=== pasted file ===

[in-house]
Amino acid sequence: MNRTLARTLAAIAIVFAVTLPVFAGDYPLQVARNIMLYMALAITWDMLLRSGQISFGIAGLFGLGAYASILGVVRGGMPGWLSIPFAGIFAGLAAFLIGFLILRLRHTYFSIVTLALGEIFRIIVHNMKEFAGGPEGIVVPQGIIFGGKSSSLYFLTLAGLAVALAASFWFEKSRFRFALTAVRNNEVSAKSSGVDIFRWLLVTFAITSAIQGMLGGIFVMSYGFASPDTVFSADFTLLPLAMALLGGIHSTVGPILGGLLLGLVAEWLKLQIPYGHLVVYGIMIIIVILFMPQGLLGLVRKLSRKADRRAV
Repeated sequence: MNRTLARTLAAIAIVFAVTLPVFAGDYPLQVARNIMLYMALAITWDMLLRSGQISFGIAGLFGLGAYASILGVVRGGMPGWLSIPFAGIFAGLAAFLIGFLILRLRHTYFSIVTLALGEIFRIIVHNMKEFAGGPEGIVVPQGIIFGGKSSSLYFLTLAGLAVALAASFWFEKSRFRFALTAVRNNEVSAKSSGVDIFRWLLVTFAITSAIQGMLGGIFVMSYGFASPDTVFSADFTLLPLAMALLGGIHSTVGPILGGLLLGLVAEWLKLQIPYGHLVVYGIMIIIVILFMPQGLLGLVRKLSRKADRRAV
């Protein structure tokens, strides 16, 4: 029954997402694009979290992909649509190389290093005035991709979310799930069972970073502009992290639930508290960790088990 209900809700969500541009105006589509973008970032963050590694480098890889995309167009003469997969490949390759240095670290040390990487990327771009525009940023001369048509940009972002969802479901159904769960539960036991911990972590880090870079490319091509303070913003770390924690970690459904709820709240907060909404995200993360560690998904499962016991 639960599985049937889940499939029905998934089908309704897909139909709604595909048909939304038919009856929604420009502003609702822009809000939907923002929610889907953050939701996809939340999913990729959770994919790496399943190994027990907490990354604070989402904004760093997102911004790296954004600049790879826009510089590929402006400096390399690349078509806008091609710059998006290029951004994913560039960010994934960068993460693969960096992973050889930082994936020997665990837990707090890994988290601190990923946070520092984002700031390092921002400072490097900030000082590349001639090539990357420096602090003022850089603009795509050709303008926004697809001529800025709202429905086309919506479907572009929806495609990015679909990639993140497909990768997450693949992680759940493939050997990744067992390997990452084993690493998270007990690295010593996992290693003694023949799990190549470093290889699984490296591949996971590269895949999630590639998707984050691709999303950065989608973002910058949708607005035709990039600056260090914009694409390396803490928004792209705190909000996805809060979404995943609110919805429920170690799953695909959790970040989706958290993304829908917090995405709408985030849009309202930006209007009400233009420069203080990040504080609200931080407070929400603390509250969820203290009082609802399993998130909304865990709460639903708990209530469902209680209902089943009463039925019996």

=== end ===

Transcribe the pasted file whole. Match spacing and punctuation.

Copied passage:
[in-house]
Amino acid sequence: MNRTLARTLAAIAIVFAVTLPVFAGDYPLQVARNIMLYMALAITWDMLLRSGQISFGIAGLFGLGAYASILGVVRGGMPGWLSIPFAGIFAGLAAFLIGFLILRLRHTYFSIVTLALGEIFRIIVHNMKEFAGGPEGIVVPQGIIFGGKSSSLYFLTLAGLAVALAASFWFEKSRFRFALTAVRNNEVSAKSSGVDIFRWLLVTFAITSAIQGMLGGIFVMSYGFASPDTVFSADFTLLPLAMALLGGIHSTVGPILGGLLLGLVAEWLKLQIPYGHLVVYGIMIIIVILFMPQGLLGLVRKLSRKADRRAV
Repeated sequence: MNRTLARTLAAIAIVFAVTLPVFAGDYPLQVARNIMLYMALAITWDMLLRSGQISFGIAGLFGLGAYASILGVVRGGMPGWLSIPFAGIFAGLAAFLIGFLILRLRHTYFSIVTLALGEIFRIIVHNMKEFAGGPEGIVVPQGIIFGGKSSSLYFLTLAGLAVALAASFWFEKSRFRFALTAVRNNEVSAKSSGVDIFRWLLVTFAITSAIQGMLGGIFVMSYGFASPDTVFSADFTLLPLAMALLGGIHSTVGPILGGLLLGLVAEWLKLQIPYGHLVVYGIMIIIVILFMPQGLLGLVRKLSRKADRRAV
């Protein structure tokens, strides 16, 4: 029954997402694009979290992909649509190389290093005035991709979310799930069972970073502009992290639930508290960790088990 209900809700969500541009105006589509973008970032963050590694480098890889995309167009003469997969490949390759240095670290040390990487990327771009525009940023001369048509940009972002969802479901159904769960539960036991911990972590880090870079490319091509303070913003770390924690970690459904709820709240907060909404995200993360560690998904499962016991 639960599985049937889940499939029905998934089908309704897909139909709604595909048909939304038919009856929604420009502003609702822009809000939907923002929610889907953050939701996809939340999913990729959770994919790496399943190994027990907490990354604070989402904004760093997102911004790296954004600049790879826009510089590929402006400096390399690349078509806008091609710059998006290029951004994913560039960010994934960068993460693969960096992973050889930082994936020997665990837990707090890994988290601190990923946070520092984002700031390092921002400072490097900030000082590349001639090539990357420096602090003022850089603009795509050709303008926004697809001529800025709202429905086309919506479907572009929806495609990015679909990639993140497909990768997450693949992680759940493939050997990744067992390997990452084993690493998270007990690295010593996992290693003694023949799990190549470093290889699984490296591949996971590269895949999630590639998707984050691709999303950065989608973002910058949708607005035709990039600056260090914009694409390396803490928004792209705190909000996805809060979404995943609110919805429920170690799953695909959790970040989706958290993304829908917090995405709408985030849009309202930006209007009400233009420069203080990040504080609200931080407070929400603390509250969820203290009082609802399993998130909304865990709460639903708990209530469902209680209902089943009463039925019996």